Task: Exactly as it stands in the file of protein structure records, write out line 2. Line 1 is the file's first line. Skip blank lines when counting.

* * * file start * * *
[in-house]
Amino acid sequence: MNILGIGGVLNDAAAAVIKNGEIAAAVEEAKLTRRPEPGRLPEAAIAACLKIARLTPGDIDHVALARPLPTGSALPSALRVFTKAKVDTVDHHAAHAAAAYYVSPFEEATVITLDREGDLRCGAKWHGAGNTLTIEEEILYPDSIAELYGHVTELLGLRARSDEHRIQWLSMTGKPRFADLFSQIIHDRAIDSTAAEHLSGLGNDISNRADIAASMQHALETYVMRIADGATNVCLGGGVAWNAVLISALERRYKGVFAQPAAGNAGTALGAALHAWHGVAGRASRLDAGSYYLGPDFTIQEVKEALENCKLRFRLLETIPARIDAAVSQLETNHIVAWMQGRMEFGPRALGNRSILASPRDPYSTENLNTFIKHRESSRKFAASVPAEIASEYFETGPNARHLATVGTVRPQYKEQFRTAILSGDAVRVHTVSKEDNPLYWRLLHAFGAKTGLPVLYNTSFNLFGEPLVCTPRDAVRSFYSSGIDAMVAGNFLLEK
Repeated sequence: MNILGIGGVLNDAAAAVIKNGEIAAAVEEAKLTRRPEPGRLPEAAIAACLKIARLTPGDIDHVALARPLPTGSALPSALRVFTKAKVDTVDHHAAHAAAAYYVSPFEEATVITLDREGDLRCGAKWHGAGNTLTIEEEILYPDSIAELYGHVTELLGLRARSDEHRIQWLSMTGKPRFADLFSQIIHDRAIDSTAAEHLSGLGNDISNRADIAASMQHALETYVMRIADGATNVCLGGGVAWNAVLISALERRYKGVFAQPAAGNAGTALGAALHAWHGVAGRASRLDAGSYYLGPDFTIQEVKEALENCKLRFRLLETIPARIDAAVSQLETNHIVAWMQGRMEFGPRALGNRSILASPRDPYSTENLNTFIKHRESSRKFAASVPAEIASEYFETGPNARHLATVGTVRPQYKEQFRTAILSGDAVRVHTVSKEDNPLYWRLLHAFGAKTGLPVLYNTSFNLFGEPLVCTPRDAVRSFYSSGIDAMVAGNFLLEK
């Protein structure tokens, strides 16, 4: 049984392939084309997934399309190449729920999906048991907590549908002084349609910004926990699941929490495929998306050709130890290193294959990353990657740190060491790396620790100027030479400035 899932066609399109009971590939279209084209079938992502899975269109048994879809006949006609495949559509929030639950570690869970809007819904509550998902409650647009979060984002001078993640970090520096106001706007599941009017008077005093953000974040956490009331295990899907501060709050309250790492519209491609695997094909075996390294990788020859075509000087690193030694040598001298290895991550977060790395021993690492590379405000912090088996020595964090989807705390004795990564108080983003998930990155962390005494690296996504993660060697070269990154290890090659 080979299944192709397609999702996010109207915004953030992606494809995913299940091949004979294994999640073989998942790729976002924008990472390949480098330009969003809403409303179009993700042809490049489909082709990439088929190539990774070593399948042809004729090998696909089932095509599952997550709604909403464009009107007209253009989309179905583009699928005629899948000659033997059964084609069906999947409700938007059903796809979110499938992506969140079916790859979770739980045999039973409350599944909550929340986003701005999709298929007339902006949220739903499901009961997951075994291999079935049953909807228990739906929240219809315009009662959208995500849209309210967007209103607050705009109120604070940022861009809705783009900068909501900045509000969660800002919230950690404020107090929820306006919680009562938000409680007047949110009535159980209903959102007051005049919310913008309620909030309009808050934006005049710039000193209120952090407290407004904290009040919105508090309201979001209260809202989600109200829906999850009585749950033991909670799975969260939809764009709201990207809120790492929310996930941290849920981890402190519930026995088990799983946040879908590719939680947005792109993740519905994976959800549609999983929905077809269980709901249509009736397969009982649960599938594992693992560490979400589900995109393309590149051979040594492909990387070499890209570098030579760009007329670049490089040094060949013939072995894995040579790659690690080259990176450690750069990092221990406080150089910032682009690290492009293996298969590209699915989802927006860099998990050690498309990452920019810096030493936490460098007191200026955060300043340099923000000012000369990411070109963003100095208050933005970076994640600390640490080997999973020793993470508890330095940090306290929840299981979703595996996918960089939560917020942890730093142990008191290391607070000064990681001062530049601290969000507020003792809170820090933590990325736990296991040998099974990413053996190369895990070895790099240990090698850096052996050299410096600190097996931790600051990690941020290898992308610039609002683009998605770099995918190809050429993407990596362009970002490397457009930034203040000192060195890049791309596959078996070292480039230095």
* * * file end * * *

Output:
Amino acid sequence: MNILGIGGVLNDAAAAVIKNGEIAAAVEEAKLTRRPEPGRLPEAAIAACLKIARLTPGDIDHVALARPLPTGSALPSALRVFTKAKVDTVDHHAAHAAAAYYVSPFEEATVITLDREGDLRCGAKWHGAGNTLTIEEEILYPDSIAELYGHVTELLGLRARSDEHRIQWLSMTGKPRFADLFSQIIHDRAIDSTAAEHLSGLGNDISNRADIAASMQHALETYVMRIADGATNVCLGGGVAWNAVLISALERRYKGVFAQPAAGNAGTALGAALHAWHGVAGRASRLDAGSYYLGPDFTIQEVKEALENCKLRFRLLETIPARIDAAVSQLETNHIVAWMQGRMEFGPRALGNRSILASPRDPYSTENLNTFIKHRESSRKFAASVPAEIASEYFETGPNARHLATVGTVRPQYKEQFRTAILSGDAVRVHTVSKEDNPLYWRLLHAFGAKTGLPVLYNTSFNLFGEPLVCTPRDAVRSFYSSGIDAMVAGNFLLEK